Trust, Expertise and the Philosophy of Science

Synthese 177 (3):411-425 (2010)
Abstract
Trust is a central concept in the philosophy of science. We highlight how trust is important in the wide variety of interactions between science and society. We claim that examining and clarifying the nature and role of trust (and distrust) in relations between science and society is one principal way in which the philosophy of science is socially relevant. We argue that philosophers of science should extend their efforts to develop normative conceptions of trust that can serve to facilitate trust between scientific experts and ordinary citizens. The first project is the development of a rich normative theory of expertise and experience that can explain why the various epistemic insights of diverse actors should be trusted in certain contexts and how credibility deficits can be bridged. The second project is the development of concepts that explain why, in certain cases, ordinary citizens may distrust science, which should inform how philosophers of science conceive of the formulation of science policy when conditions of distrust prevail. The third project is the analysis of cases of successful relations of trust between scientists and non-scientists that leads to understanding better how ‘postnormal’ science interactions are possible using trust.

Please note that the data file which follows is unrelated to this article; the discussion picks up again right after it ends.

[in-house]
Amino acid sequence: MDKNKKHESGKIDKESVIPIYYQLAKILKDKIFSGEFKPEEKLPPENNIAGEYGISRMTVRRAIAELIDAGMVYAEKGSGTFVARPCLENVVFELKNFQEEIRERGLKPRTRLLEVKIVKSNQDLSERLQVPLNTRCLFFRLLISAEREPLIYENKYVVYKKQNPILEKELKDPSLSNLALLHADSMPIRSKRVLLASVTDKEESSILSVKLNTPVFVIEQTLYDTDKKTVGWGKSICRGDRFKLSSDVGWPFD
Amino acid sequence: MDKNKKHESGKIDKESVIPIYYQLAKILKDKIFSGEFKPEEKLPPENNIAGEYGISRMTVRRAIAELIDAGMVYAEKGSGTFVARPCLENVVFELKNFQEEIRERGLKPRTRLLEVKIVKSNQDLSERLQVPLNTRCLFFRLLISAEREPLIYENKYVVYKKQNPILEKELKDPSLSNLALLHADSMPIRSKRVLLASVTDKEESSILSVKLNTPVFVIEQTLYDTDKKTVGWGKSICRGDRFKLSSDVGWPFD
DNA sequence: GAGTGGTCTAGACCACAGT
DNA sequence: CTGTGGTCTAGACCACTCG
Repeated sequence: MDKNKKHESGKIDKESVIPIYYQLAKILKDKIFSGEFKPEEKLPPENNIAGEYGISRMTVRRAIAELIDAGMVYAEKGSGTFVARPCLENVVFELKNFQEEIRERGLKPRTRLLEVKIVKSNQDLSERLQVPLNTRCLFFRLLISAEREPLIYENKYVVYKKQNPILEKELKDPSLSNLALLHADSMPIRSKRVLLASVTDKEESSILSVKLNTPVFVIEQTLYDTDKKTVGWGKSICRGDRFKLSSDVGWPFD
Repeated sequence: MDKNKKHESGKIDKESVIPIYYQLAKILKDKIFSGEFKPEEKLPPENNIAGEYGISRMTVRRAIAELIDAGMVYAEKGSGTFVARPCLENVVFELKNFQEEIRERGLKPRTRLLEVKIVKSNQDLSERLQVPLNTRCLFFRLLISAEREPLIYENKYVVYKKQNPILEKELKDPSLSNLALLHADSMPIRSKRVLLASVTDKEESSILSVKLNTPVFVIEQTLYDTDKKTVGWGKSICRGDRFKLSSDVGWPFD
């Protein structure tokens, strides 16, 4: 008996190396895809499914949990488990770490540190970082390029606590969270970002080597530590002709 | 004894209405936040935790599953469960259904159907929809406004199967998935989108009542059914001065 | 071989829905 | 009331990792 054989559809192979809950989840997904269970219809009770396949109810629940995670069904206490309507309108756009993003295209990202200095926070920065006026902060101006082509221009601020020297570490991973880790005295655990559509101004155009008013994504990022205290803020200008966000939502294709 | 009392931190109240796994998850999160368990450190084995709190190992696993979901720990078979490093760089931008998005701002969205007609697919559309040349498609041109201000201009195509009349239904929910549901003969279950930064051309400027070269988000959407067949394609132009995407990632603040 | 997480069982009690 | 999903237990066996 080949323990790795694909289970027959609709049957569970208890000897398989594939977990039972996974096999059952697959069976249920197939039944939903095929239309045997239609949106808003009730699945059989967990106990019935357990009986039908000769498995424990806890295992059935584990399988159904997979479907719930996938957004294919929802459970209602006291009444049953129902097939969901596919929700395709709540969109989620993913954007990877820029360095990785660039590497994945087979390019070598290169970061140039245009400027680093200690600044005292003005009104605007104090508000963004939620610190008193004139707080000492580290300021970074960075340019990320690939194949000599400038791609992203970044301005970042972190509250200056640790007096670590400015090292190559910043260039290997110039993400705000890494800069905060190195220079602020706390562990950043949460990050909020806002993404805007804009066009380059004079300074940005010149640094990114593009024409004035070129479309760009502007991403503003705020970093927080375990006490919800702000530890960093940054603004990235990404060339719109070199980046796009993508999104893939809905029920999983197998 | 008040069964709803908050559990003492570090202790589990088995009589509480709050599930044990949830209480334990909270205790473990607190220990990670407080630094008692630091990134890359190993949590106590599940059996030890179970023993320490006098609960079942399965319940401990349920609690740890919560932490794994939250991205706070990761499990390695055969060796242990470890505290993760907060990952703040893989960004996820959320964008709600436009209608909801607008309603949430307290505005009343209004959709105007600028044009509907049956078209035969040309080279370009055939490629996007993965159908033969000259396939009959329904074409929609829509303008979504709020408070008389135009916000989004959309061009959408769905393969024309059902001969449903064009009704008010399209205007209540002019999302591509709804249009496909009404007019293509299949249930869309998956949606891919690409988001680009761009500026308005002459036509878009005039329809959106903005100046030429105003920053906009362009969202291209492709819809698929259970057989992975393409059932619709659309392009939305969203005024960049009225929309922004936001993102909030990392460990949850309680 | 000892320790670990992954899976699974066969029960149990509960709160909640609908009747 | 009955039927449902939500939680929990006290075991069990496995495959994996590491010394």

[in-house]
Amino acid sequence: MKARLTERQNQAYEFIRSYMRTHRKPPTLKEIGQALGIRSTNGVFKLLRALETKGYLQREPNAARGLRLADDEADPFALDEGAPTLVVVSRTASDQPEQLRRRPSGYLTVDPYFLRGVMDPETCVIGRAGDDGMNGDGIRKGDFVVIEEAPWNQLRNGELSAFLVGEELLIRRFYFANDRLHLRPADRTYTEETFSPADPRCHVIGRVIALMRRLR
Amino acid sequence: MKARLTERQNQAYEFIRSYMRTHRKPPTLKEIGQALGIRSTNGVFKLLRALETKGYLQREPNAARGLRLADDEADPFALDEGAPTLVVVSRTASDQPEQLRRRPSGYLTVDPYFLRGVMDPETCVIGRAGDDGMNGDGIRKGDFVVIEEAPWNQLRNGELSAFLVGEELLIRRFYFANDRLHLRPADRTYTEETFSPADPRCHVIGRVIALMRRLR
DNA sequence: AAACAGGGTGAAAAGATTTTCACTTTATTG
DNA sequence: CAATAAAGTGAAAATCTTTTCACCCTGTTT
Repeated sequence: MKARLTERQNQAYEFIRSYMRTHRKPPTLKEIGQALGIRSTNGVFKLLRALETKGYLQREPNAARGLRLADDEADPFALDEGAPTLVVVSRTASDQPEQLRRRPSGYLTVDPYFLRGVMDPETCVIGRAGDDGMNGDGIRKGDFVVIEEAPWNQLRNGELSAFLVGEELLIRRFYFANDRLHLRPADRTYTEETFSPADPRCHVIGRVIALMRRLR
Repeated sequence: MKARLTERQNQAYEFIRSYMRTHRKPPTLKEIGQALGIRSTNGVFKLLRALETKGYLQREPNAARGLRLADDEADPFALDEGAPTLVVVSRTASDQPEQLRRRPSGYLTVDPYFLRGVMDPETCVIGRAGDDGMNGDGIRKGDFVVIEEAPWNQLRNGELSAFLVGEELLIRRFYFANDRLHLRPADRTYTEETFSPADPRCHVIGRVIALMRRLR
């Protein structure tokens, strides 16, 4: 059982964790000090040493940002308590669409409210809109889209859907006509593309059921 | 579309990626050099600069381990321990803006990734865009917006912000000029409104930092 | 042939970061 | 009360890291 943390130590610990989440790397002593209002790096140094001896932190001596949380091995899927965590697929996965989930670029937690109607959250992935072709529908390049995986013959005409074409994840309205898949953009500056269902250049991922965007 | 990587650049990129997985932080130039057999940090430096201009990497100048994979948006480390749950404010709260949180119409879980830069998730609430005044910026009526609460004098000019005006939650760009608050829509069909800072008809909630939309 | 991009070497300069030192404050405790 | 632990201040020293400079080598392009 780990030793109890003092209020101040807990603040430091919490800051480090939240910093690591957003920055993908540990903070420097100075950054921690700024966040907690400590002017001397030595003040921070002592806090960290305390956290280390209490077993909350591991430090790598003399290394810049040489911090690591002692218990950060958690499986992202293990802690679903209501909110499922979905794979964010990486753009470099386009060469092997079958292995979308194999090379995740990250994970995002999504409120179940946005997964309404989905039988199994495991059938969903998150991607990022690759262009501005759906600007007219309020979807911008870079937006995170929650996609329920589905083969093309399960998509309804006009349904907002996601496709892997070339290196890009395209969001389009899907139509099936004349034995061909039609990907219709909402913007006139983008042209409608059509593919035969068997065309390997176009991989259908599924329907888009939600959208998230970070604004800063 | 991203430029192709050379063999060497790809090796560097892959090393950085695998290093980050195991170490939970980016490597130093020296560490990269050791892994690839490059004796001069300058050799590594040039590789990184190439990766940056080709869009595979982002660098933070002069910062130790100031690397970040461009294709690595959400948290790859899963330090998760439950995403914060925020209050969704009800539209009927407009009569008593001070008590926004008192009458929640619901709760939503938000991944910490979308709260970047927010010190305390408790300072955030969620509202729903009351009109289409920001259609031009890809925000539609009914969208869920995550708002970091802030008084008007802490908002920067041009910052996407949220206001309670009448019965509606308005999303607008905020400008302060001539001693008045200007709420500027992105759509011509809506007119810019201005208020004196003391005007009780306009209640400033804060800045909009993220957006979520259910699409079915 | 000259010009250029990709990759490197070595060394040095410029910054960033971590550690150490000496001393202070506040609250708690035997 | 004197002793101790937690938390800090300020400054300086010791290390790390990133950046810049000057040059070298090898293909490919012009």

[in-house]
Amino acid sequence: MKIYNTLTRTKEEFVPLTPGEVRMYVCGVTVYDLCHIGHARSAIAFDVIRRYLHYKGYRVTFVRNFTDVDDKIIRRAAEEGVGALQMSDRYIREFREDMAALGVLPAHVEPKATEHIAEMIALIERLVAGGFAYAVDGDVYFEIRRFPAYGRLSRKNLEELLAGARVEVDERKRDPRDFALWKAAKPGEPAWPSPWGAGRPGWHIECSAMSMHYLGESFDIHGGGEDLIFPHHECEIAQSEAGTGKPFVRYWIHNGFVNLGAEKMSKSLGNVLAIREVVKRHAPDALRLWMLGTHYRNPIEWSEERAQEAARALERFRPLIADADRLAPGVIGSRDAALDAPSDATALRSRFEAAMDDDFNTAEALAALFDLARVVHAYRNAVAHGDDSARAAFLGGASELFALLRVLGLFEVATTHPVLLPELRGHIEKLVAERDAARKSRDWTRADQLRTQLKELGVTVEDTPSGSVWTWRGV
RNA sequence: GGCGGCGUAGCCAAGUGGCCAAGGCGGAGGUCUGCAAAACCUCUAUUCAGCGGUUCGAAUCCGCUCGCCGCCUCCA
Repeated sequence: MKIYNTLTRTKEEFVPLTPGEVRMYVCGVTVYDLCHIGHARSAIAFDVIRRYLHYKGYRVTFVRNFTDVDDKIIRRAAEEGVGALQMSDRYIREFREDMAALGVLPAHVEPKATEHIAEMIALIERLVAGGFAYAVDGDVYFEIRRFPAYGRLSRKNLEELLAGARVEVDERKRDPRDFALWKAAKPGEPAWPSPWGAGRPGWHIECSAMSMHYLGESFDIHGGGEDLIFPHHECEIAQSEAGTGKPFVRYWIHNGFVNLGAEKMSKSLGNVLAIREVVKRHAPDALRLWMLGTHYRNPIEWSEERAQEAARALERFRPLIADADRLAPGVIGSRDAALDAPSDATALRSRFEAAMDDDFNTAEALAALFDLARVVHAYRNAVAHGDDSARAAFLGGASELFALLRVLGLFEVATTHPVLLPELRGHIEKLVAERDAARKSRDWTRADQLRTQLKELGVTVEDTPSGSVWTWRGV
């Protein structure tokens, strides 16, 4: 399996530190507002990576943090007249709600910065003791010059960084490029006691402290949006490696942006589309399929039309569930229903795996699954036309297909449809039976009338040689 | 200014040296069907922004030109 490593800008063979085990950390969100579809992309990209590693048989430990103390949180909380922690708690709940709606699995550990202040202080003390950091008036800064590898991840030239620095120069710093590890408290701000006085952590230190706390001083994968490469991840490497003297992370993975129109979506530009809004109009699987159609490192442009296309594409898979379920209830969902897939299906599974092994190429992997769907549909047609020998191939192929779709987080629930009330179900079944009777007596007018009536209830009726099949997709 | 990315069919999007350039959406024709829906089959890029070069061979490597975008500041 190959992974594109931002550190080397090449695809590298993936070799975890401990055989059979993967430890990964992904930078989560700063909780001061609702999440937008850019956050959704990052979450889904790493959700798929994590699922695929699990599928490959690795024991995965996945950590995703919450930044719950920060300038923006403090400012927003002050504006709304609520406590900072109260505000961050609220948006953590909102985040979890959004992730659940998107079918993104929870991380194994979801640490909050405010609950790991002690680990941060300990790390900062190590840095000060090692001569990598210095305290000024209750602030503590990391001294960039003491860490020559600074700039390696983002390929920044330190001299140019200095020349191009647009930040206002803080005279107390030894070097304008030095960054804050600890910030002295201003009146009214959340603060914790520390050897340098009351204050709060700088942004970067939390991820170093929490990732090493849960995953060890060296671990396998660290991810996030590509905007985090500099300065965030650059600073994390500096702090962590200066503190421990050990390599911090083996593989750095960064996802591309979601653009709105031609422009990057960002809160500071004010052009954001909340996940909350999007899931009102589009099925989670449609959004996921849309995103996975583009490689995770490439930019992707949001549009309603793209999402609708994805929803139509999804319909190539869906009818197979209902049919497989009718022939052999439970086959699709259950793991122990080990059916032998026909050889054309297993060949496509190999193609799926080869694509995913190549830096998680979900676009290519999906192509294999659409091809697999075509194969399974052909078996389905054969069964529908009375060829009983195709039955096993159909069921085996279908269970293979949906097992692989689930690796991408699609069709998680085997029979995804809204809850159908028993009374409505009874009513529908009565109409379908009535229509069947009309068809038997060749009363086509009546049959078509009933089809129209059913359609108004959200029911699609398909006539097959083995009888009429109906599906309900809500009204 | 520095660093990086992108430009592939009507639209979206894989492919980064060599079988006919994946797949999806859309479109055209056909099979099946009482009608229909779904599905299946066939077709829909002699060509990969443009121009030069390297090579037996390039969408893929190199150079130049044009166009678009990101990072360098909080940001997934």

Keywords Science and society  Trust  Expertise  Public participation
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